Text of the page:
4 South Twickenham Richmond upon Thames
5 East Sheen Richmond upon Thames

The lowest sense of well-being was recorded in Edmonton Green in Enfield. Enfield scores high in the unhappiness stakes with 3 other wards in the bottom 10. The bottom 20 are concentrated in  North and North East London and include wards in Haringey, Barking and Dagenham, Newham, Hackney, Brent, Tower Hamlets, Havering, plus Croydon in the south.

The bottom 5;

Position Ward Borough
621 Upper Edmonton Enfield
622 Northumberland Park Haringey
623 Harlsden Brent
624 Fieldway Croydon
625 Edmonton Green Enfield

The ward map underlines how people in South West and West London have a high sense of well-being which is not shared by their fellow Londoners in the poorer areas in the North.  The green areas represent high scores, the orange and red, low scores on the index.

well being map 9

While East London gets lower scores, the corridor along both banks of the Thames between Canary Wharf and Thamesmead has shown a marked improvement since 2009.

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Sporty Londoners prefer solo exercise

h38% of Londoners are taking part in some form of sporting activity at least once a week.  While solo sports are the favourite way of keeping fit, football is by far the most popular team game with 5% of people over 16 playing each week.

The data on sport in the capital is captured in the Active People survey carried out by Sport England.  They spoke to 160,000 people across England in October last year.  Urbs took a detailed look at the data for people over 16 participating in sport at least once a week.

Sports such as running, swimming, cycling or going to the gym are by far the most popular with 30% of Londoners exercising on their own.  12% are down the gym, making it the favourite solo sporting activity. 6% are swimming,  which is becoming less popular.

Team sports are played by 7% of adults. Football dominates participation in team games and has grown in popularity since 2010. Football also proves more popular in London than the rest of England.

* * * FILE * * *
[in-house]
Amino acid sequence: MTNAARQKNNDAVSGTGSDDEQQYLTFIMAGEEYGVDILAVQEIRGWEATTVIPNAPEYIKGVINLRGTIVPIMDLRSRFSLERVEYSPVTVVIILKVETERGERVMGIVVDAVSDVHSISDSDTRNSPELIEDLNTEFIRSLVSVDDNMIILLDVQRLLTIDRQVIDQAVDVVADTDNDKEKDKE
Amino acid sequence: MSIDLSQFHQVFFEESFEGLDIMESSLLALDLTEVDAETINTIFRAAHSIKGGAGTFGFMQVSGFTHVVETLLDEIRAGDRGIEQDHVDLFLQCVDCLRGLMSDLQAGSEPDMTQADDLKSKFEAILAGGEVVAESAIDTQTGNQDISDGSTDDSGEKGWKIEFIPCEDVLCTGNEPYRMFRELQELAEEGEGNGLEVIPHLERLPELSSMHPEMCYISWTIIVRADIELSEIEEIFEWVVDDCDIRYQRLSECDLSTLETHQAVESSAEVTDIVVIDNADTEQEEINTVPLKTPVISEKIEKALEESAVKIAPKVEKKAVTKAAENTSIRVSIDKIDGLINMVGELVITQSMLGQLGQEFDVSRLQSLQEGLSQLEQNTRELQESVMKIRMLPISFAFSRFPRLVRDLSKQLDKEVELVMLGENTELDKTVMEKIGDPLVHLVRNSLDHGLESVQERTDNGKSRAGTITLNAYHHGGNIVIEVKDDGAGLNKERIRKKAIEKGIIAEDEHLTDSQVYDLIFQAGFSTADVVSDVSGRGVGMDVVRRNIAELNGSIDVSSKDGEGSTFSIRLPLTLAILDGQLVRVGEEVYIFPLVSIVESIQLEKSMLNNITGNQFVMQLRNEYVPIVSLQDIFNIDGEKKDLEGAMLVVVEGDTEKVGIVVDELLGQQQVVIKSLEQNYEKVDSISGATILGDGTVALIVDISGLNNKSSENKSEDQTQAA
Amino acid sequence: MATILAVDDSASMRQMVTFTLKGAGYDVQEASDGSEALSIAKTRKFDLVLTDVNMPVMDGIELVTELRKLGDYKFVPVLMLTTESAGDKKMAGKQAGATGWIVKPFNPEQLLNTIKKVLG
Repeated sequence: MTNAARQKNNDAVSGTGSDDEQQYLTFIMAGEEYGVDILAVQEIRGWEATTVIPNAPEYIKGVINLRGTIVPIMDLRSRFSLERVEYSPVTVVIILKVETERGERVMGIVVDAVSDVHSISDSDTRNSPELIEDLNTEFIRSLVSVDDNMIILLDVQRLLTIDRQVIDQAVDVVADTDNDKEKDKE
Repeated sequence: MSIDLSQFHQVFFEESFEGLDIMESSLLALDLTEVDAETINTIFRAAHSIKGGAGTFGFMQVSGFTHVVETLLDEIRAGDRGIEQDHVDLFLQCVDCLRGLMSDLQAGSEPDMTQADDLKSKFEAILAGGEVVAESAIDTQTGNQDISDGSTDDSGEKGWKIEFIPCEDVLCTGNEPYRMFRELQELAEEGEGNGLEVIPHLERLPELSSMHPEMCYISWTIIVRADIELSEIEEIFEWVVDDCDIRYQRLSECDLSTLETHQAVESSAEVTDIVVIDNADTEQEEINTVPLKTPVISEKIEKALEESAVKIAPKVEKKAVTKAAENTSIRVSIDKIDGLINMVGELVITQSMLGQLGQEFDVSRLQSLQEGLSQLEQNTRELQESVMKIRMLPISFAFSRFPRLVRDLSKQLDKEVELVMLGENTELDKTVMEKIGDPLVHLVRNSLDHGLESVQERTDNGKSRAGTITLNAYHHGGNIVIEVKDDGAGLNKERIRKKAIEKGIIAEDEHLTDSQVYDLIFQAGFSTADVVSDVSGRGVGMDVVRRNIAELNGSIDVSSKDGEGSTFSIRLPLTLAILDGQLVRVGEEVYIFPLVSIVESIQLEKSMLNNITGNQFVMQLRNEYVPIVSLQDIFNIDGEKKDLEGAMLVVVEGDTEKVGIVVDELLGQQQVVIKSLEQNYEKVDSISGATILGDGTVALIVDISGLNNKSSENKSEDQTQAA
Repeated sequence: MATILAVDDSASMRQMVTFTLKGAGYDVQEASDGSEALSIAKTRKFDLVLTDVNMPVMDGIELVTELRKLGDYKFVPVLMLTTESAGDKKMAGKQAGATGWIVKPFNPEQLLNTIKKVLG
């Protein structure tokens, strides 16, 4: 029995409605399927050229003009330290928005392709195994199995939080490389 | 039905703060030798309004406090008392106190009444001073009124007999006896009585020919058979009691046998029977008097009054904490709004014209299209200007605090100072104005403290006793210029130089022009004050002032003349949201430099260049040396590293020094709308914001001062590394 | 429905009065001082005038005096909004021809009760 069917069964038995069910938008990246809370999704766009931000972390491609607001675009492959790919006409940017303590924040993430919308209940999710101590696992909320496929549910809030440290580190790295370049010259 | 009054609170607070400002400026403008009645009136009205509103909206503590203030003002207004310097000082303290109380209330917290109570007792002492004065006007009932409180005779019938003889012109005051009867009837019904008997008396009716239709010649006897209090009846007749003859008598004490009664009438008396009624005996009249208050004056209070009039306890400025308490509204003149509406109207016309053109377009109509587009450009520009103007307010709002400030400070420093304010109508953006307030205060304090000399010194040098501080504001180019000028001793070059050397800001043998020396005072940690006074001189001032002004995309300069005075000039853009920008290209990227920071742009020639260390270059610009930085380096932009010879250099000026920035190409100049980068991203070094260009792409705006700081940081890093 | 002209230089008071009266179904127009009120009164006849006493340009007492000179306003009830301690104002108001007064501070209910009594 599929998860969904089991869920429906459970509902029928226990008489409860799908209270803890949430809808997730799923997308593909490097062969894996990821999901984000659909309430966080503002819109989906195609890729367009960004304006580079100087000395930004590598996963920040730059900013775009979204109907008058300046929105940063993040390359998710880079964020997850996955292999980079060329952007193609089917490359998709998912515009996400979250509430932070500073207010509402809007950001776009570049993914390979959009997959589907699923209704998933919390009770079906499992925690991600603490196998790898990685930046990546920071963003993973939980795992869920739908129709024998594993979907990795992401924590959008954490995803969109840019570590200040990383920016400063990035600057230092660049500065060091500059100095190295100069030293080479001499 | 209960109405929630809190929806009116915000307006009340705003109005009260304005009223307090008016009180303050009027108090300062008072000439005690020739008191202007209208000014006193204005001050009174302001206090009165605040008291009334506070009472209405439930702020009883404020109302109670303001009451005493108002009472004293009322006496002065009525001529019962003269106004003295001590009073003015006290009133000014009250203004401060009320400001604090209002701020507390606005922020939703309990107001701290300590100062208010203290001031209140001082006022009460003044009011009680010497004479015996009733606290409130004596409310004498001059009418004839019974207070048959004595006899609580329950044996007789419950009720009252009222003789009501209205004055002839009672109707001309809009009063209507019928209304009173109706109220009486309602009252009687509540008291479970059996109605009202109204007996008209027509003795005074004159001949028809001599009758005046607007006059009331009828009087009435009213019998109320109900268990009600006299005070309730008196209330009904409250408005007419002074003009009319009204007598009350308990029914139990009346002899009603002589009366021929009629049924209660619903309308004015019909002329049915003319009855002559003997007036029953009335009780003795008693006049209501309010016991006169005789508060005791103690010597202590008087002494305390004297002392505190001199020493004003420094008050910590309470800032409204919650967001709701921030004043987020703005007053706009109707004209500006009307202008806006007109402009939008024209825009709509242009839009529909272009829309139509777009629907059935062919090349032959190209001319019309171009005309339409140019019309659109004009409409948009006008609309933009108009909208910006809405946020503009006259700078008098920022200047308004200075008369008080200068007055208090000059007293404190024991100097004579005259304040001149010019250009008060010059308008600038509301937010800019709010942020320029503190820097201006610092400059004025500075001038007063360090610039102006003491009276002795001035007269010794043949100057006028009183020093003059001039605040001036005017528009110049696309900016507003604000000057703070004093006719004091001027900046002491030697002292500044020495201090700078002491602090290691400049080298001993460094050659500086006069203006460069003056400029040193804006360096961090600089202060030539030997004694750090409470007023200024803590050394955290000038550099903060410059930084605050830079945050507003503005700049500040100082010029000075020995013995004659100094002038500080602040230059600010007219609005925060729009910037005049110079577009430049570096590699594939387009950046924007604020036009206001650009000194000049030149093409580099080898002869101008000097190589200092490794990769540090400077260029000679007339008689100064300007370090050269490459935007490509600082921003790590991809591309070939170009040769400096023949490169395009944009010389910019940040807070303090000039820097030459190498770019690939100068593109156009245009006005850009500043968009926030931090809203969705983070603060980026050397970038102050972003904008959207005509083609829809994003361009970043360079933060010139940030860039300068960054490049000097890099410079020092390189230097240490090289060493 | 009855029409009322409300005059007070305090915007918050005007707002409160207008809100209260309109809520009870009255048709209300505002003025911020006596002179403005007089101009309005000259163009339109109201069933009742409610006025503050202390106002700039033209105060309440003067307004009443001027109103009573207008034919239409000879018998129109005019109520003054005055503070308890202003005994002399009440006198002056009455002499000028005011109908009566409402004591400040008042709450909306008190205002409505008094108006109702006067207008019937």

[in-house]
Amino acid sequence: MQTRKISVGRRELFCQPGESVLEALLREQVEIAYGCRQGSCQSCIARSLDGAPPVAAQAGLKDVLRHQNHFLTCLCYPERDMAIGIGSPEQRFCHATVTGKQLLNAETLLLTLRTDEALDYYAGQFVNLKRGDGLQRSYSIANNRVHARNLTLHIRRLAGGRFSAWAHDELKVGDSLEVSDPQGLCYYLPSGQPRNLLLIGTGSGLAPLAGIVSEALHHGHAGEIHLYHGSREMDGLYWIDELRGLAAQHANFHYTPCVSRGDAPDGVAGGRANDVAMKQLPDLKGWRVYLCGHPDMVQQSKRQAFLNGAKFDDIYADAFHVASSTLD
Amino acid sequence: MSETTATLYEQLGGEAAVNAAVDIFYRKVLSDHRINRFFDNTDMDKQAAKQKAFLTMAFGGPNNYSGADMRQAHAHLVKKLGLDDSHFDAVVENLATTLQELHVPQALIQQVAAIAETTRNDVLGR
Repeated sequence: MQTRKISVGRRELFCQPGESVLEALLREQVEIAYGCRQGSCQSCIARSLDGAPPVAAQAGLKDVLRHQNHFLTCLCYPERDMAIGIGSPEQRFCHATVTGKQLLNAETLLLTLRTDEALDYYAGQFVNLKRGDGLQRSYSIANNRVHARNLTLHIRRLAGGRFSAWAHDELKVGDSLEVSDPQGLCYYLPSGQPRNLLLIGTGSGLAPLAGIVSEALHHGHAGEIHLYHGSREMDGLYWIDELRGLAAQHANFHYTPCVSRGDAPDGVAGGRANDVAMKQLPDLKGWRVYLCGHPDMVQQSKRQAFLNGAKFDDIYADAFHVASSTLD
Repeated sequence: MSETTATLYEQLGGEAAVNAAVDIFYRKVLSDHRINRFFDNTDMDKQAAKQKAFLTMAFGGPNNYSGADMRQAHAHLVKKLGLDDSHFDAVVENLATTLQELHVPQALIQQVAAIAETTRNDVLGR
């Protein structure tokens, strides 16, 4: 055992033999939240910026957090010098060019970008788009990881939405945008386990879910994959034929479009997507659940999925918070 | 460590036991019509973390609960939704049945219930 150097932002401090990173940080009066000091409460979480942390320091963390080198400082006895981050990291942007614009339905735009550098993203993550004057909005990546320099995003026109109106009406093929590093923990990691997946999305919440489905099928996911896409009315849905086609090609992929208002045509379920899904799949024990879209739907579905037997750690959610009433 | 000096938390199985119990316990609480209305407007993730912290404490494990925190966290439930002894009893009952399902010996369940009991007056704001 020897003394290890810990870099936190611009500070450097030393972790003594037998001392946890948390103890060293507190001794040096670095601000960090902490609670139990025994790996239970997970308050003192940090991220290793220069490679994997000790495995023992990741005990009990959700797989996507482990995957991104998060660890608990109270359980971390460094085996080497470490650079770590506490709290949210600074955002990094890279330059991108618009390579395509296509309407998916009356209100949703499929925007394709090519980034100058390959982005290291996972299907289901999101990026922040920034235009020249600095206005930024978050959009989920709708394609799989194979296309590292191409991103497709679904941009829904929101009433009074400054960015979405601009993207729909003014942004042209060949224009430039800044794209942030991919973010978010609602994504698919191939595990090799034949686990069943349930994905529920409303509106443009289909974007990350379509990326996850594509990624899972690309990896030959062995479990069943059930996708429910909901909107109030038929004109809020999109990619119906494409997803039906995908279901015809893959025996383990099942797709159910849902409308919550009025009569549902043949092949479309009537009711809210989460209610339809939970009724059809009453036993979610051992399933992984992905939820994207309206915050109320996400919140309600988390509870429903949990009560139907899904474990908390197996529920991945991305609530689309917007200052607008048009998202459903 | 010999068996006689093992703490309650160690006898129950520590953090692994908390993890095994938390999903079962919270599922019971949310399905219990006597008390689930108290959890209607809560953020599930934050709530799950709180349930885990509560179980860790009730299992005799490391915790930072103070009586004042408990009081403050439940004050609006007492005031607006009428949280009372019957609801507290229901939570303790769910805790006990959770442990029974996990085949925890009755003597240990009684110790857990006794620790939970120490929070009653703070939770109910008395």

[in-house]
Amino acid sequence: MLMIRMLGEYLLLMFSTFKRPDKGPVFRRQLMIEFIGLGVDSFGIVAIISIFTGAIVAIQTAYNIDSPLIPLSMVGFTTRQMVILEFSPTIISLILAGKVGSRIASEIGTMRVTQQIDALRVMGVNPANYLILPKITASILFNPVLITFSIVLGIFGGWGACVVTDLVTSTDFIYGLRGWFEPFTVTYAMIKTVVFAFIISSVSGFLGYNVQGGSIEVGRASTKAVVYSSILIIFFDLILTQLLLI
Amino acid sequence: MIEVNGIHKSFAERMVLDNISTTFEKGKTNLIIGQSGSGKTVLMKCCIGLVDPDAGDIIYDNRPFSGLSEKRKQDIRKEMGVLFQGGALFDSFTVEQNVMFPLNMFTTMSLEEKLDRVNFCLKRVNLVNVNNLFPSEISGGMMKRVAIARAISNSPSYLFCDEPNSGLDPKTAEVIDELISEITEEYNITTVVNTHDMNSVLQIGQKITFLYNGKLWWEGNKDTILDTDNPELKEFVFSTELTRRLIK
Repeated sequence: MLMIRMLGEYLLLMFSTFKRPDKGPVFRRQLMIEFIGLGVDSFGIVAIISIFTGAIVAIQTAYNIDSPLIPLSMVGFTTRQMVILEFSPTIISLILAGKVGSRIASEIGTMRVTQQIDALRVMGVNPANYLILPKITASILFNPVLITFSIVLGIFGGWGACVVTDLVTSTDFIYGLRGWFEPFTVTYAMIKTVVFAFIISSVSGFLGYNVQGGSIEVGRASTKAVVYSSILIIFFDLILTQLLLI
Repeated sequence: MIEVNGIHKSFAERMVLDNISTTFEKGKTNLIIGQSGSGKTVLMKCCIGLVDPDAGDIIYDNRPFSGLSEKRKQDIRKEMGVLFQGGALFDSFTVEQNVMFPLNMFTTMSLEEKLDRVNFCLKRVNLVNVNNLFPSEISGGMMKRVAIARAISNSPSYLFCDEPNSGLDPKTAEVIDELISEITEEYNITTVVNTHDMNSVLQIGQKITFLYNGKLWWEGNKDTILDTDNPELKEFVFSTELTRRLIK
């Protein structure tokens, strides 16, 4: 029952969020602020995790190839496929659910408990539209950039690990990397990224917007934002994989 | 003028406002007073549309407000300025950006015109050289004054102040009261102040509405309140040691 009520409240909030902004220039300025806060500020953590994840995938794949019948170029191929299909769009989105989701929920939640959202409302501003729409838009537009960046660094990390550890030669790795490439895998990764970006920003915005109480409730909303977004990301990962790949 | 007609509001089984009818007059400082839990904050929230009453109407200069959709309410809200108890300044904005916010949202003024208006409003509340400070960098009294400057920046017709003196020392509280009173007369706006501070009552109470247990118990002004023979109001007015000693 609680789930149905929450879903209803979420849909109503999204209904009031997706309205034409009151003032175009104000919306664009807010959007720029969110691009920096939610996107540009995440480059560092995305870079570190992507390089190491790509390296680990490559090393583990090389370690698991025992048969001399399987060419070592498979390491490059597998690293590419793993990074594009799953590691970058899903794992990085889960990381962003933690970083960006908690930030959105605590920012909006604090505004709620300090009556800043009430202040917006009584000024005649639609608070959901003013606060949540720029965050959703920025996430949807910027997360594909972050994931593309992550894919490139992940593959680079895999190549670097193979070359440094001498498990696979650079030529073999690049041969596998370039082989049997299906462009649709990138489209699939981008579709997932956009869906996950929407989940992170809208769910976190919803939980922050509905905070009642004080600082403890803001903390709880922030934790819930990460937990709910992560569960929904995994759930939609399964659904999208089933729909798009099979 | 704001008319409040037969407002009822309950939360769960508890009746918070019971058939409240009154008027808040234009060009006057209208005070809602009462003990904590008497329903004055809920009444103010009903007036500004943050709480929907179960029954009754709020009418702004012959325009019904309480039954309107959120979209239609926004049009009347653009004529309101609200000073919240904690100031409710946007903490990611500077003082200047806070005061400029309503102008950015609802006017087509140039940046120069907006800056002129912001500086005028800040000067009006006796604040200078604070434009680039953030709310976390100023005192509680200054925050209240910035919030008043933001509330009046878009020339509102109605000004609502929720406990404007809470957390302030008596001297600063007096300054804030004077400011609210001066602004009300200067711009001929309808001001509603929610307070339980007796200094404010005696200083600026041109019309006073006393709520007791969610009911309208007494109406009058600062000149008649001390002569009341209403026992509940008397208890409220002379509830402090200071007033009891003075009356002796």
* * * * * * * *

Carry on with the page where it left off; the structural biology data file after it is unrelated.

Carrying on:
1 on 1 games like tennis and badminton also feature in the survey responses.  These games are enjoyed by 4% of over 16s in the capital.

Sport participation

Londoners emerge from the survey as slightly more active than people across England and with more taking part in sport than in 2010.  But that still leave 62% sitting on the sofa or watching from the sideline rather than taking part.

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Low ranking on infant deaths puts London behind other cities

hLondon has a higher infant death rate than many other wealthy international capitals, according to a study by Save the Children.

As part of a wide assessment of infant mortality the charity looked at urban areas across the globe, including 25 cities in wealthy developed countries.  London came 19th in the list of 25 that was topped by Prague.  The infant death rate in London is 4 in every 1000 live births.  In Prague, Stockholm and Oslo it is half that.

Infant mortality

Washington DC came bottom of the ranking with a death rate of 7.9 infants per thousand.  Within the US capital there is a wide discrepancy with the death rate 10 times higher in the poorest neighbourbood as the richest one.

Urban populations are growing worldwide, and while this has led to better survival rates for children under 5, according to Save the Children, there is a growing gap between urban rich and urban poor.  Survival rates for the poorest children in city slum areas are as bad or worse than those for rural areas.

State of the World’s Mothers – the Urban Disadvantage

Sexual infection map shows problems for Lambeth and Southwark

Lambeth and Southwark have the highest rates of sexually transmitted infections in London.  Data from Public Health England shows the two south London boroughs have substantially more cases of both syphilis and gonorrhoea than other areas.

Lambeth has 91 cases of syphilis per 100,000 people. Southwark has 82.  In neighbouring Wandsworth it is 22 and in Merton 11.  The lowest incidence is in Havering and Harrow with just 2 cases per 100,000.  The darker colours on the borough map of London represent the highest rates of infection.

The picture is similar for cases of gornorrhoea.  In Lambeth there are 155 cases per 100,000 people.  In Southwark it is 398 and in Hackney 351. The average for London is 155 but some boroughs have a fraction of that number.

The rate of STIs is 3 times higher in London that it is for England as a whole.